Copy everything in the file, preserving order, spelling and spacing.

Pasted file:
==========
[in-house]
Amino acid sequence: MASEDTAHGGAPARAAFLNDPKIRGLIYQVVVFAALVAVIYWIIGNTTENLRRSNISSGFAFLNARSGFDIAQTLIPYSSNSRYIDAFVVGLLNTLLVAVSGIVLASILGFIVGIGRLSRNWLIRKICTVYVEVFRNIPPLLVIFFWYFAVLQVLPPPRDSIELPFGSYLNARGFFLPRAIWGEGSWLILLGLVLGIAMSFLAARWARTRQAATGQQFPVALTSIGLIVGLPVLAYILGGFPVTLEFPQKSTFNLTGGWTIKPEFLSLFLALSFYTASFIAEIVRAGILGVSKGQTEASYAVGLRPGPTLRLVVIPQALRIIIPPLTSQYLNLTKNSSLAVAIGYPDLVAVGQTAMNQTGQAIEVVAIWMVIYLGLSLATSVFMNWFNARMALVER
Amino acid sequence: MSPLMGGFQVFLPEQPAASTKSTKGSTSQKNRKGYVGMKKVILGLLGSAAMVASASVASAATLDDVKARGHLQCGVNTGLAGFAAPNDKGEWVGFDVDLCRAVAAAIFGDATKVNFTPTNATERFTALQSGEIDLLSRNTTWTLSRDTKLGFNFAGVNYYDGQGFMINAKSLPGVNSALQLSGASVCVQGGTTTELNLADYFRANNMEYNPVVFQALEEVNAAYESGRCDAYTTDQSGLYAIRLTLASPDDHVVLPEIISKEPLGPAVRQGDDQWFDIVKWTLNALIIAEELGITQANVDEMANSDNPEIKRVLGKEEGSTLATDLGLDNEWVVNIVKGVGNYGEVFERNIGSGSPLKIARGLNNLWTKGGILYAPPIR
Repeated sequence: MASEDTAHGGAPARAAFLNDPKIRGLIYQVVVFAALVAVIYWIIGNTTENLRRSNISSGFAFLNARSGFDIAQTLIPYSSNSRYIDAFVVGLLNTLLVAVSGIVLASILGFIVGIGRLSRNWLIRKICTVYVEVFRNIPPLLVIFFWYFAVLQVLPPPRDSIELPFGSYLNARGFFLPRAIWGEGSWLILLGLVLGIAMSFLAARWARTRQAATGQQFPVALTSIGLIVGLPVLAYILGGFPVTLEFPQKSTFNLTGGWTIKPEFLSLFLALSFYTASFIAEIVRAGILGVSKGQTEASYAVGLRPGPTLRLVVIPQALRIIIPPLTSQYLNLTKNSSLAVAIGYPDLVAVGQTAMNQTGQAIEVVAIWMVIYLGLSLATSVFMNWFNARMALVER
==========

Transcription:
[in-house]
Amino acid sequence: MASEDTAHGGAPARAAFLNDPKIRGLIYQVVVFAALVAVIYWIIGNTTENLRRSNISSGFAFLNARSGFDIAQTLIPYSSNSRYIDAFVVGLLNTLLVAVSGIVLASILGFIVGIGRLSRNWLIRKICTVYVEVFRNIPPLLVIFFWYFAVLQVLPPPRDSIELPFGSYLNARGFFLPRAIWGEGSWLILLGLVLGIAMSFLAARWARTRQAATGQQFPVALTSIGLIVGLPVLAYILGGFPVTLEFPQKSTFNLTGGWTIKPEFLSLFLALSFYTASFIAEIVRAGILGVSKGQTEASYAVGLRPGPTLRLVVIPQALRIIIPPLTSQYLNLTKNSSLAVAIGYPDLVAVGQTAMNQTGQAIEVVAIWMVIYLGLSLATSVFMNWFNARMALVER
Amino acid sequence: MSPLMGGFQVFLPEQPAASTKSTKGSTSQKNRKGYVGMKKVILGLLGSAAMVASASVASAATLDDVKARGHLQCGVNTGLAGFAAPNDKGEWVGFDVDLCRAVAAAIFGDATKVNFTPTNATERFTALQSGEIDLLSRNTTWTLSRDTKLGFNFAGVNYYDGQGFMINAKSLPGVNSALQLSGASVCVQGGTTTELNLADYFRANNMEYNPVVFQALEEVNAAYESGRCDAYTTDQSGLYAIRLTLASPDDHVVLPEIISKEPLGPAVRQGDDQWFDIVKWTLNALIIAEELGITQANVDEMANSDNPEIKRVLGKEEGSTLATDLGLDNEWVVNIVKGVGNYGEVFERNIGSGSPLKIARGLNNLWTKGGILYAPPIR
Repeated sequence: MASEDTAHGGAPARAAFLNDPKIRGLIYQVVVFAALVAVIYWIIGNTTENLRRSNISSGFAFLNARSGFDIAQTLIPYSSNSRYIDAFVVGLLNTLLVAVSGIVLASILGFIVGIGRLSRNWLIRKICTVYVEVFRNIPPLLVIFFWYFAVLQVLPPPRDSIELPFGSYLNARGFFLPRAIWGEGSWLILLGLVLGIAMSFLAARWARTRQAATGQQFPVALTSIGLIVGLPVLAYILGGFPVTLEFPQKSTFNLTGGWTIKPEFLSLFLALSFYTASFIAEIVRAGILGVSKGQTEASYAVGLRPGPTLRLVVIPQALRIIIPPLTSQYLNLTKNSSLAVAIGYPDLVAVGQTAMNQTGQAIEVVAIWMVIYLGLSLATSVFMNWFNARMALVER